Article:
"In light of the recent controversy over the Russian claim to the North Pole region, and whether the U.N. will play a role in resolving it, we should make the additional point that our claim to explore and drill for hydrocarbon resources in the Arctic Ocean is entirely consistent with American claims in the area and, therefore, should be protected along with them. Even the Russians have recognized that American explorers, one of them U.S. Navy Commander Robert E. Peary, discovered the North Pole and claimed it for the U.S. in 1909. On top of that, the USS Nautilus traveled under the Pole in 1958 and restated America's claim to the region ‘for the United States and the United States Navy,' as recounted by Nautilus commander William R. Anderson in his book, First Under the North Pole.'"
Sterling asked Biden for the opportunity to testify against UNCLOS.
The Continuing Influence of Louis B. Sohn
An October 24, 2006, tribute to Sohn was titled, "The Law of the Sea in the Twenty-First Century: A Symposium in Remembrance of Louis B. Sohn."  Participants included Commander James Kraska, in charge of Oceans Policy on the Joint Staff of the Pentagon; American Society of International Law President and Columbia Law Professor José Alvarez; World Bank Deputy General Counsel David Freestone; White House Counsel Harriet Miers, Professor John Norton Moore of the University of Virginia Law School; and Harold Hongju Koh.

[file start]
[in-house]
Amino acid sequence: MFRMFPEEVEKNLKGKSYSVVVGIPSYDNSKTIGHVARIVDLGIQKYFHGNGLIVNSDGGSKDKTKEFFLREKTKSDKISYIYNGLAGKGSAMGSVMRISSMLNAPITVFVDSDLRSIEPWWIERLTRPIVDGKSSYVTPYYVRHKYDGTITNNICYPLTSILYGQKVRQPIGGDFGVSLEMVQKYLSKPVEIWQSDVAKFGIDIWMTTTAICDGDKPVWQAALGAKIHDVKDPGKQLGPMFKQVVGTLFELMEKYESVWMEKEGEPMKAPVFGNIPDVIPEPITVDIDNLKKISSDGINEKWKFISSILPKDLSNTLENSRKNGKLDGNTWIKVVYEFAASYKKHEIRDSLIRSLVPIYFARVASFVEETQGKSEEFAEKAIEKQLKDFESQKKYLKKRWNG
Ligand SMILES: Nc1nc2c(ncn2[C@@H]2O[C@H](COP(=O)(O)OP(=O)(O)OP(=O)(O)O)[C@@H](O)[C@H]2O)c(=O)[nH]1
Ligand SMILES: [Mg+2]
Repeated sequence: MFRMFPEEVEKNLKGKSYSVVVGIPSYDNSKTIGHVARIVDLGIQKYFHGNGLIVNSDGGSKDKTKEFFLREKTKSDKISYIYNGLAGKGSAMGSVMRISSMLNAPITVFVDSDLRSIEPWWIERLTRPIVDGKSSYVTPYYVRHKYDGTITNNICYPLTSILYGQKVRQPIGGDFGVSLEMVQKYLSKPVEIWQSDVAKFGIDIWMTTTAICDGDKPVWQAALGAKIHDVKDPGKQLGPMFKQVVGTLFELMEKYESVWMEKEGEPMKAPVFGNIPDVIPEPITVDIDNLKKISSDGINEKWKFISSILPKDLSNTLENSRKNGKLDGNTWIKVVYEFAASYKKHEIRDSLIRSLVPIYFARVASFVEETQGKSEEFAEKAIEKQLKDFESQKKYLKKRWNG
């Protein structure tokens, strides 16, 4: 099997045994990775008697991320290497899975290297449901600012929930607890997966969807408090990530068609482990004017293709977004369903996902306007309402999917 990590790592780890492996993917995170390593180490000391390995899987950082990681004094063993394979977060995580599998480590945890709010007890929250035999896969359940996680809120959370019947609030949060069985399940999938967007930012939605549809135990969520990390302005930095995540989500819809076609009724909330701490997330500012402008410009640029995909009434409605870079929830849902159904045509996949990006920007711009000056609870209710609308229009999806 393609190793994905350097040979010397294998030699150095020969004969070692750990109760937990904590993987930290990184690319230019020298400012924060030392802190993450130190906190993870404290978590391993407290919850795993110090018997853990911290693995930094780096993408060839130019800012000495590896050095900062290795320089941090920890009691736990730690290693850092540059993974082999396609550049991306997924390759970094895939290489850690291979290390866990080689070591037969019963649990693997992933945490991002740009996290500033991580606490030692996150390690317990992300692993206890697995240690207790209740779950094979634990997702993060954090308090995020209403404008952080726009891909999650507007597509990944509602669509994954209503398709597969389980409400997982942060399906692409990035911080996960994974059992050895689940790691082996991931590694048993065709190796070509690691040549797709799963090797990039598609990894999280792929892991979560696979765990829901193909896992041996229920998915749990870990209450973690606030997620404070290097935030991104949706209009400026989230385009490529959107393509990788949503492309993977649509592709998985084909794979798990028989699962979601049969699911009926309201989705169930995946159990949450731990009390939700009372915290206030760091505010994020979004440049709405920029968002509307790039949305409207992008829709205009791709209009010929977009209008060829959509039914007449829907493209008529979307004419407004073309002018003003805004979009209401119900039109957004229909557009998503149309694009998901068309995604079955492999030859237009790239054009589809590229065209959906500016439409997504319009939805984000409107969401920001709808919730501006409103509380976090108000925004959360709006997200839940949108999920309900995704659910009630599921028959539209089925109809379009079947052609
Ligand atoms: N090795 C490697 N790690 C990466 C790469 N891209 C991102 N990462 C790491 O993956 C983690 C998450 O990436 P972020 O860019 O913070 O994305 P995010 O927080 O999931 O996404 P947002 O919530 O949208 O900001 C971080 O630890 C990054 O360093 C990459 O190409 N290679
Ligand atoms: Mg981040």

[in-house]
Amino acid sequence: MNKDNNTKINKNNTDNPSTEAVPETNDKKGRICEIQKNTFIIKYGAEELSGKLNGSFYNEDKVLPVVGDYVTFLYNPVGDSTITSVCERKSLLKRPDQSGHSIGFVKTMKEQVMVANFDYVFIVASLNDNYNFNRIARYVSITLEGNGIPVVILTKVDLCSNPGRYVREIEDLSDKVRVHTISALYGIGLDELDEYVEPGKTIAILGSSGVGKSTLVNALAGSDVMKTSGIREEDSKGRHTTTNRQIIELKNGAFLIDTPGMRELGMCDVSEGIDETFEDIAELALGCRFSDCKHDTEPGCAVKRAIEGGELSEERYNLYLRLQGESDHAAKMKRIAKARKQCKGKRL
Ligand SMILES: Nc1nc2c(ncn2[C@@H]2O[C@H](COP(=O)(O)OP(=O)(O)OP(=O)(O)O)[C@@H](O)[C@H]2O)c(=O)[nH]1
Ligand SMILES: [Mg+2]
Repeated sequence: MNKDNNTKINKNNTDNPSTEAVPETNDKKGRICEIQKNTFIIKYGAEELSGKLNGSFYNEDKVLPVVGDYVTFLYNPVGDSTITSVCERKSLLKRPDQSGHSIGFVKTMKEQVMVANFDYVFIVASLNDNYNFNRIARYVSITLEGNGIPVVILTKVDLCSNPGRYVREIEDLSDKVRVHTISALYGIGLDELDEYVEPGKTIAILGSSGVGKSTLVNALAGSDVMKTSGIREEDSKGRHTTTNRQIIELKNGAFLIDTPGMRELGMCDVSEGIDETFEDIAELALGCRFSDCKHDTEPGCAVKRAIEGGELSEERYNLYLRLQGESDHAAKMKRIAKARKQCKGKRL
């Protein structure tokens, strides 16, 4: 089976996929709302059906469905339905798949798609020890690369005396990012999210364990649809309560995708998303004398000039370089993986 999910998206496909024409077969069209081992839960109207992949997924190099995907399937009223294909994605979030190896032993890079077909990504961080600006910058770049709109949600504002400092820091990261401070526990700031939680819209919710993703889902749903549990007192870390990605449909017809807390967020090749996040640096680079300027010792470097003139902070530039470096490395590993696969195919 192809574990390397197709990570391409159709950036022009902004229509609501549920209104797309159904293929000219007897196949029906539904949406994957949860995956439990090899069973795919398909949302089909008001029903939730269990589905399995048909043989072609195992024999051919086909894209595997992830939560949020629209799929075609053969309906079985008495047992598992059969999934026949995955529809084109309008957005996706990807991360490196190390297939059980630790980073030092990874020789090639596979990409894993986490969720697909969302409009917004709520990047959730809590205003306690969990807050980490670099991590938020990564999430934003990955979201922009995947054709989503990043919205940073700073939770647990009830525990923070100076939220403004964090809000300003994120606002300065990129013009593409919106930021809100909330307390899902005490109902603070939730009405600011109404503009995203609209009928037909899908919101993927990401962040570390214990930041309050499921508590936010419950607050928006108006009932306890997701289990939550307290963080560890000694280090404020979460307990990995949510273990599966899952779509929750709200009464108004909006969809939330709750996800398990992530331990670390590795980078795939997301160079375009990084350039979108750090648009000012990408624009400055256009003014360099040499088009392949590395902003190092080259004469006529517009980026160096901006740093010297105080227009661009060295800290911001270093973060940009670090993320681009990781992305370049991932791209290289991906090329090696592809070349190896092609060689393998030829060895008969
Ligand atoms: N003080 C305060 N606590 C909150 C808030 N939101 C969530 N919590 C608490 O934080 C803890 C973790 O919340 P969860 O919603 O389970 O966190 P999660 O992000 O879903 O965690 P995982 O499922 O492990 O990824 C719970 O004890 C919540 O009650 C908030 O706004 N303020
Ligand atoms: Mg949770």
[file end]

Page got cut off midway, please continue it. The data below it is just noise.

Another participant was Caitlyn L. Antrim, daughter of Navy Admiral Richard Nott Antrim. Caitlyn, once known as Lance Antrim, is a transsexual who now runs a pro-treaty organization, the Center for Leadership in Global Diplomacy, and has declared that ratification of UNCLOS would be "an honor to Louis Sohn."
Several State Department officials were in attendance, including Ambassador David A. Balton, Deputy Assistant Secretary for Oceans and Fisheries.
"We honor and remember our friend and colleague Louis B. Sohn by focusing on a field of law he helped establish and influence, the law of the sea," they said in tribute to him.
Koh, the Dean of Yale Law School, said that Sohn was "quite literally present at the creation of the U.N." and "became nothing less than an architect of the new world order."